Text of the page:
The raw data reveal substantial dispersion in the rate of wage convergence experienced by immigrants originating in different countries, arriving at different times, and at different ages. The remainder of the empirical analysis attempts to understand the source of these differences.
The dependent variable in this section is f), the rate of wage growth experienced by a particular immigrant cohort (from country i, arriving in year j, and at age к) over the intercensal ten-year period. The “cross-country” analysis is initially restricted to a sample that contains 85 countries (listed in the Appendix), four age groups, and 4 year-of-migration cohorts. The analysis “stacks” the data. The 85 countries used in the study are chosen because immigrants bom in these countries can be matched across two successive Censuses, and these countries have sufficiently large numbers of observations in the 1970,1980, and 1990 Censuses to allow reliable estimation of the first-stage regressions in equation (12). The issue of cell size will be discussed in more detail below. About 92 percent of the immigrants who entered the United States between 1960 and 1979 originate in one of these 85 countries.
As noted earlier, one can think of the data reported in Table 1 as being calculated from the model in equations (12)-(14) where there are no standardizing variables in the vector X. It is of interest to determine the sensitivity of the rate of wage growth in the immigrant population (relative to that of natives) to differences in human capital across the groups, particularly educational attainment. I estimated the regression model in (12) including a vector of dummy variables indicating the worker’s educational attainment. The dummy variables indicate if the worker has less than 9 years of schooling; 9 to 11 years; 12 years; 13 to 15 years; or 16 years or more. The fixed effects vijk were then computed at the mean level of educational attainment for the entire immigrant sample.
Table 2 reports the education-adjusted log wage levels and rate of wage growth (relative to natives). Not surprisingly, the wage gap between immigrants and natives falls when we control for differences in educational attainment between the two groups. For example, the entry wage of the immigrants who migrated in 1970-74 and were 35-44 years old in 1980 is 20 percent lower than that of natives in the same age group, but is only 15 percent lower than that of natives who have the same age and educational attainment. The data also suggest that there is faster wage convergence between immigrants and natives if we adjust for differences in educational attainment. The relative rate of wage growth for the immigrants who arrived in the late 1960s and were 25-34 years old in 1970 was 7 percentage points in the first ten years, and an additional 4 percentage points in the second ten years. The education-adjusted rate of wage growth was 9 percentage points in the first 10 years, and another 5 percentage points in the second ten years.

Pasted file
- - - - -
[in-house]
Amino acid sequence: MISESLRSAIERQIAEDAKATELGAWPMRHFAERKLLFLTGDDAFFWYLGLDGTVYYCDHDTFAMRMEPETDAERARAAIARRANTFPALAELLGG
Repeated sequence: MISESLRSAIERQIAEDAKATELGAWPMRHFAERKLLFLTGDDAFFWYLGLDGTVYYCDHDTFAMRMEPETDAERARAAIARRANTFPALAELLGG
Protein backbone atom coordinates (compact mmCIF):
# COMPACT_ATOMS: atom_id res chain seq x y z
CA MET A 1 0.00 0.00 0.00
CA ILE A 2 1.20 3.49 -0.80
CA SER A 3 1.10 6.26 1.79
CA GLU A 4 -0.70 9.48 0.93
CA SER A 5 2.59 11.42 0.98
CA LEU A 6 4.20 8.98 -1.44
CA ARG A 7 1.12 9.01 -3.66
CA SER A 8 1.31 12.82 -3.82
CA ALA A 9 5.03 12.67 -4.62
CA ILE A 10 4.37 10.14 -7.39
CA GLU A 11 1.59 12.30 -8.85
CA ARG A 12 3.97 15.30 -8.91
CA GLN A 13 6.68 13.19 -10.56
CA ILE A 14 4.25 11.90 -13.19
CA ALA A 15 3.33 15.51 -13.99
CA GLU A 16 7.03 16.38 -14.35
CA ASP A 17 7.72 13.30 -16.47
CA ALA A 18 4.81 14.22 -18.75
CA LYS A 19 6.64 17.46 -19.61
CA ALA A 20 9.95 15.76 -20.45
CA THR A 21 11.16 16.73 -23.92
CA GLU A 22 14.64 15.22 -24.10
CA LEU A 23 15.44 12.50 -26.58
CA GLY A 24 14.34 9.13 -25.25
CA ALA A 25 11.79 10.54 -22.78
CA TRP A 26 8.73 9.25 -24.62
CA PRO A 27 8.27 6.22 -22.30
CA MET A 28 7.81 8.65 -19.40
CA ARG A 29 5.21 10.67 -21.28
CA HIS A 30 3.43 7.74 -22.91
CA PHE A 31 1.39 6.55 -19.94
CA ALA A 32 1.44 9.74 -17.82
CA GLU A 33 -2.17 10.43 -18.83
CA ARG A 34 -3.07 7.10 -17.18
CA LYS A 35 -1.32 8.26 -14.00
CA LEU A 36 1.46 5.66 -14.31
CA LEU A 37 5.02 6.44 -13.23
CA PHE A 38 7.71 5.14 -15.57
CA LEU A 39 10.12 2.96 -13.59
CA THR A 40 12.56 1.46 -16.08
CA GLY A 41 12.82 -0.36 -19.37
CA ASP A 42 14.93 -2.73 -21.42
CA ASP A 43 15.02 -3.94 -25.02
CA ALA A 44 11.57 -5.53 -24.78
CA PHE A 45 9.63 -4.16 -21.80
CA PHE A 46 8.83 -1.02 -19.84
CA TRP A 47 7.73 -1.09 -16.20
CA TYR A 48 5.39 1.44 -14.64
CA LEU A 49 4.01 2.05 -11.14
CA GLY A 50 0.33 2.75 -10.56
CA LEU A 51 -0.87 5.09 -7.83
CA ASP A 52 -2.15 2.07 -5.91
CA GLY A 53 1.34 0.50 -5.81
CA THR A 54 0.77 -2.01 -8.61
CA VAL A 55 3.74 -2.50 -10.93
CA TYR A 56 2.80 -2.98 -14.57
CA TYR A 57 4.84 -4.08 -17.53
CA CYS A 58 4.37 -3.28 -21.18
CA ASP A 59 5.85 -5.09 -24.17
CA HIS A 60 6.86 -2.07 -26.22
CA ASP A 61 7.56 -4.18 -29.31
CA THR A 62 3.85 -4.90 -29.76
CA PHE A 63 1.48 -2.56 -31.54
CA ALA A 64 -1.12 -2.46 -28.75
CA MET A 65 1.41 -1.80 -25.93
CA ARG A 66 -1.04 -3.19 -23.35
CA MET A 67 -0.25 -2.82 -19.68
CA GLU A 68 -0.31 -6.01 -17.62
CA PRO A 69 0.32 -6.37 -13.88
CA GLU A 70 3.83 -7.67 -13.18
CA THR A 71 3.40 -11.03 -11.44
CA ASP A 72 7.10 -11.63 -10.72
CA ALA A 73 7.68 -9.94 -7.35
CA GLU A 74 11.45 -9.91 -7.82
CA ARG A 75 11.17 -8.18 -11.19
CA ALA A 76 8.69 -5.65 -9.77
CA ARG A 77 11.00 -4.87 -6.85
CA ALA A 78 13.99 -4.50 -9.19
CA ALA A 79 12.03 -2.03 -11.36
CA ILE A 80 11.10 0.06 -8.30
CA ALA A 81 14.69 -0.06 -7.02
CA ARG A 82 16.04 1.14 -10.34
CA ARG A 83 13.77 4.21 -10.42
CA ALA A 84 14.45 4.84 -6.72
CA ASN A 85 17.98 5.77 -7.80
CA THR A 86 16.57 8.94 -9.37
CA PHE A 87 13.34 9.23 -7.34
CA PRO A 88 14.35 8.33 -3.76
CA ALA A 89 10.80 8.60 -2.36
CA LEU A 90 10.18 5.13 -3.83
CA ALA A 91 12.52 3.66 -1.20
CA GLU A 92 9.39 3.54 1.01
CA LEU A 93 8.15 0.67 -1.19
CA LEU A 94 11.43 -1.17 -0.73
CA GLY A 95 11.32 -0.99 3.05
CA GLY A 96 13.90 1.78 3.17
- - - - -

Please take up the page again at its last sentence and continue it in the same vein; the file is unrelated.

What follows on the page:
It is useful to begin by summarizing the broad trends in the rate of wage growth in the immigrant population over the 1970-90 period. The first three columns of Table 1 report the wage of immigrants—relative to that of comparably aged natives—for each of the year-of-migration/age-at-arrival cohorts (aggregated over all national origin groups). Consider the immigrants who arrived in the United States between 1965 and 1969, and were 25-34 years old at the time of the 1970 Census enumeration. These immigrants earned 13 percent less than natives who were 25-34 years old in 1970. By 1980, the wage gap between the two groups (who were ten years older) had narrowed to 6 percent, and by 1990 (when the two groups were 20 years older) to 3 percent. The last two columns of the table report the rate of wage convergence implied by these wage data (AviJk This particular cohort experienced a rate of wages convergence of 7 percentage points in the first 10 years after arrival, and of another 4 percentage points in the second 10 years.
The regression model in (12) is estimated separately in each Census year. To simplify the notation, I denote the adjusted wage of the “comparable” group of native workers by vn0t(/).u Consider initially the model where the standardizing vector X does not contain any variables. The vector of fixed effects in the immigrant population then gives the average log wage in each country-of-origin/year-of-migration/age-at-arrival cell, while the fixed effect in the native population gives the average log wage of natives in a particular age group. For example, v^it) may give the average 1970 log wage for Mexican immigrants who arrived between 1965 and 1969 and who were 25-34 years old as of 1970. The respective fixed effect vn0k(t) in the native population then gives the average 1970 log wage for natives who were 25-34 years old as of 1970.